January 29, 2020
Finding the Right Leaders for Your Middle-Market Company
Posted by Jenn McCabe
People usually fill multiple roles in a startup’s early days. But at some point, having the COO help pack orders or the controller buy office supplies becomes unsustainable. As your company reaches the middle-market and attracts larger customers and, potentially, outside investors, management roles become more specialized and require skills that are different than the ones that got you this far.
For example, a CFO helping a company move from its first shipment to starting to produce consistent, repeatable execution has a different skillset than a CFO who is scaling a business for international growth.
In a mid-market company, it’s harder for a leader to see as much of the organization as they can in a startup. This narrower view means you need executives to oversee smaller, but more specialized, segments of the business. And as new opportunities emerge, so do new challenges.
Say you land a huge order. As soon as the high-fives are swapped, the euphoria is often replaced by the realization that you’re going to have to fill that order – and you’ll have to produce, pack and ship more products than you have before, to a new customer who expects consistent, timely delivery.
Similarly, the nature of a company’s challenges evolve as it grows. For a startup, a common situation is not having enough resources – people, equipment, capital or others – to operate efficiently. For a middle-market firm, the challenge often shifts to being able to use the company’s resources as effectively as possible. This requires a different mindset, and typically creates a need for different managers and skillsets.
For instance, a generalist COO who’s comfortable in a $2 million company may lack important experience as the company grows to $20 million and issues such as serving international customers and meeting stricter compliance requirements come into play.
Or consider a startup executive with a CFO title whose duties align more closely with what a controller does. That can be fine when your accounting needs only include a profit and loss statement. But once you start negotiating with outside lenders and potential investors, that basic information won’t be enough. You’ll need a finance leader who can understand the company’s performance in more detail and communicate effectively with the rest of the management team and outside stakeholders.
Recognizing Your Needs
How do you know when it’s time for new leaders with different skills? It starts with management’s ability to recognize that something’s not working, or when existing leaders are able to see that they’re no longer the best choice for a given function.
This can mean someone feeling overwhelmed, tasks not being done on time, or an executive realizing it would be more cost-effective to bring in someone to take care of basic tasks that are below their pay grade. (Just because you can do something, that doesn’t mean you should.)
In some cases, it’s more cost-effective to bring in outside help with specialized expertise instead of stressing your team. There are numerous ways you can do so. For ongoing operations, you can outsource many finance-related tasks to a service provider. Or, you can hire a fractional CFO or controller who works with your company (and others) on a part-time basis.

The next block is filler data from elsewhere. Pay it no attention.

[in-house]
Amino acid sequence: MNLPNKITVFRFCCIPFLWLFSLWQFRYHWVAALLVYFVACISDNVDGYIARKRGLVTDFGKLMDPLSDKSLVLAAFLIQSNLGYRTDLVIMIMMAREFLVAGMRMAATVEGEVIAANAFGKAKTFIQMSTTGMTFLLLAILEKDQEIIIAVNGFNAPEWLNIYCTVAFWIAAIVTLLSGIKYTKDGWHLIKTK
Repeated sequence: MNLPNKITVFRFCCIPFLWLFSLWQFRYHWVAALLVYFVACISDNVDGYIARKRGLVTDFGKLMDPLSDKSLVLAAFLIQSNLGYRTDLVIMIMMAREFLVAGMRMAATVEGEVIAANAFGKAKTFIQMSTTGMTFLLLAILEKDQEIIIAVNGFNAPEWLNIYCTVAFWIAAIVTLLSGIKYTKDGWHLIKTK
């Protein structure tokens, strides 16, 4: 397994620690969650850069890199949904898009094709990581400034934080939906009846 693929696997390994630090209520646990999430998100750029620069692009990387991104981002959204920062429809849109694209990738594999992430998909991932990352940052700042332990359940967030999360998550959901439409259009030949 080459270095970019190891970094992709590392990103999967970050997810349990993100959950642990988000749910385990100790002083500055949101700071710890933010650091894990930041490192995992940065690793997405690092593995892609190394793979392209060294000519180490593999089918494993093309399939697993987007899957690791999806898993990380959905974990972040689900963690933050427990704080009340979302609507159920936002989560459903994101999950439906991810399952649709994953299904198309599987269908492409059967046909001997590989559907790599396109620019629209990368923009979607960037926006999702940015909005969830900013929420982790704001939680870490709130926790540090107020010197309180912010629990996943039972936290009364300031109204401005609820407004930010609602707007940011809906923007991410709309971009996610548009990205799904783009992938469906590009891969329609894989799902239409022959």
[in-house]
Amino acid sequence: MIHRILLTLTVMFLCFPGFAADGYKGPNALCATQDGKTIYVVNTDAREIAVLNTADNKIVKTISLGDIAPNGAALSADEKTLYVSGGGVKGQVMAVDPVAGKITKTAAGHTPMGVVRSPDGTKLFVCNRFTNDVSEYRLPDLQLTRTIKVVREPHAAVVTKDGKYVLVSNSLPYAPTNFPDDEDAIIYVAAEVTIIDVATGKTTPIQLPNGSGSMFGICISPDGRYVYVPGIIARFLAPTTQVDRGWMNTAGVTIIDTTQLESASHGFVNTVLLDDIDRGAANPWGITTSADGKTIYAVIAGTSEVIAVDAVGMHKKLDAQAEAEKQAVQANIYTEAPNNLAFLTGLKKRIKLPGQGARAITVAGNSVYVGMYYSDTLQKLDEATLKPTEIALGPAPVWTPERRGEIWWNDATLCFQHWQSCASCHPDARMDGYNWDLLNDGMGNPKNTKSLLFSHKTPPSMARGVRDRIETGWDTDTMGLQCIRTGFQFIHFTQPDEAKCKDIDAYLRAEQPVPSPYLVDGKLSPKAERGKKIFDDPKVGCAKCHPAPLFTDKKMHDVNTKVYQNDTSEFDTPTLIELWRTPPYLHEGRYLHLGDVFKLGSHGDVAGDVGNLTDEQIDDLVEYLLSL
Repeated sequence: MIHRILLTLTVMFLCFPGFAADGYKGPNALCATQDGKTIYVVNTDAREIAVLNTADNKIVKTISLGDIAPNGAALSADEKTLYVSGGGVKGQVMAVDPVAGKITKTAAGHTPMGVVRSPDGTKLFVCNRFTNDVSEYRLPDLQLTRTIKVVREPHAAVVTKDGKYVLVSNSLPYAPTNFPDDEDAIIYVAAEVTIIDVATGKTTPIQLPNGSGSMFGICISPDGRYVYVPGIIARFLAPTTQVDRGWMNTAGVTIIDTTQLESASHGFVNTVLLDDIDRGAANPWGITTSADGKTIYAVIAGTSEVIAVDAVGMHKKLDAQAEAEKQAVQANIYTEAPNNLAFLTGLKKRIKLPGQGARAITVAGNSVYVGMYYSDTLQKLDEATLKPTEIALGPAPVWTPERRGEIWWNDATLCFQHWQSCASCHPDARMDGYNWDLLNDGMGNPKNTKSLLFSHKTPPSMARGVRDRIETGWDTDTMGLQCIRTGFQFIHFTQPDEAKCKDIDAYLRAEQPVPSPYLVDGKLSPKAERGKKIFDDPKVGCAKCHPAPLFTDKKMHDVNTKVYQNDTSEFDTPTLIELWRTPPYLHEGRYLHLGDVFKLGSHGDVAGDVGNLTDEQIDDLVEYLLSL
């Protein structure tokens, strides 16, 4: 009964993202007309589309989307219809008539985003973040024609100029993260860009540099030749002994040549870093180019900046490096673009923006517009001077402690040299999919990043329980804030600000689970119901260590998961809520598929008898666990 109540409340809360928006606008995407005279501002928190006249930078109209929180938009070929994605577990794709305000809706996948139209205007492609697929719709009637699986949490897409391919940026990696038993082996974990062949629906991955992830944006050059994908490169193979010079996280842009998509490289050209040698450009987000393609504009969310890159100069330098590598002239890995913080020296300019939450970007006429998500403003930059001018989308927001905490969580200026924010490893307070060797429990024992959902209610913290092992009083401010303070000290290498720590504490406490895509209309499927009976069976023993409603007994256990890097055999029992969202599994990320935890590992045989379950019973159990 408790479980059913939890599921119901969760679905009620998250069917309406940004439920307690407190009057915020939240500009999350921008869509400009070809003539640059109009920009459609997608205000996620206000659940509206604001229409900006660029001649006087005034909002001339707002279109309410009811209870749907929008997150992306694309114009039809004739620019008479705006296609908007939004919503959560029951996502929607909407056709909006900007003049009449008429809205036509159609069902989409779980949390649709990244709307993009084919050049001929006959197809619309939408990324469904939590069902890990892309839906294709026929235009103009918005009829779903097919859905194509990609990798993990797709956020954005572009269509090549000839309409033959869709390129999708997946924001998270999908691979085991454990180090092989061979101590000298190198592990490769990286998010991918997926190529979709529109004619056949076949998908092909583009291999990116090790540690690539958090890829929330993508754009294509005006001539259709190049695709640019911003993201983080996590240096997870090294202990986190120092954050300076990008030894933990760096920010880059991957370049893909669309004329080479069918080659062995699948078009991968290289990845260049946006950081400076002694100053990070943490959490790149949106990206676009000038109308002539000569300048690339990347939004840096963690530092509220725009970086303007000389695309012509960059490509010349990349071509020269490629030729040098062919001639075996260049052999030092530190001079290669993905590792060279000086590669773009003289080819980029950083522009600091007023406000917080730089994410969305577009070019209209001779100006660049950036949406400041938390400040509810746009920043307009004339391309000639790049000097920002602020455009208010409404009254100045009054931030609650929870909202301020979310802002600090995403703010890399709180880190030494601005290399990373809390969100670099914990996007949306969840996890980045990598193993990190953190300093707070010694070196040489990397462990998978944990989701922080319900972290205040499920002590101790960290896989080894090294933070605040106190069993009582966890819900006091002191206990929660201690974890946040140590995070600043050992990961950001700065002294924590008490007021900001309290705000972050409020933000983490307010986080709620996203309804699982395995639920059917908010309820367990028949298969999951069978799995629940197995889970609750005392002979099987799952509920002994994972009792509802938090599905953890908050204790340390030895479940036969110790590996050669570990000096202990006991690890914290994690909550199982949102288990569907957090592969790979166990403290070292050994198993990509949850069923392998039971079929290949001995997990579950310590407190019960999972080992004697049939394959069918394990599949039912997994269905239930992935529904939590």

To meet a specific need, such as negotiating a credit line or another financing round, you can retain an interim CFO experienced in similar transactions. This hired gun can join the management team while your company pursues a given milestone, or can fill a leadership role while you look for a full-time finance pro.
In each case, you’re paying just for the expertise you need, when you need it.
Interested in a fractional or interim CFO or controller for your middle-market firm? Learn more about our services here.
Jenn has more than 25 years of outsourced accounting and finance experience, with a particular expertise in startups and the advertising and creative production industries. She is passionate about seeing companies utilize the latest accounting technology to maximize their efficiency, productivity, and ultimately, success.
Before joining Armanino, Jenn founded and led Team Jenn Corp., a firm dedicated to the strategic financial management of startups and small businesses, offering a comprehensive back office solution with accounting, finance and HR solutions. Previous roles include stints at advertising giant Ogilvy and Mather, and in the cash management industry.
Jenn has a bachelor’s degree in economics from Pepperdine University and is a member of several professional associations including the National Society of Accountants, ProVisors and the Women’s Business Enterprise Network.
Co Authors :
Ryan heads the Strategy and Transformation consulting practice, providing management consulting, assessments and roadmaps for clients in all of Armanino’s business segments. He has extensive business, technology, cybersecurity and operations leadership experience in Fortune 50, mid-market and entrepreneurial environments, and has led global teams in the Americas, Asia and Europe.
He has held line leadership and consulting roles in a range of industries, including retail/consumer goods, entertainment, hospitality, technology, healthcare, biotech and financial services. His multi-functional experience includes strategy, technology, product commercialization, innovation, operations, solution delivery, process improvement and management consulting.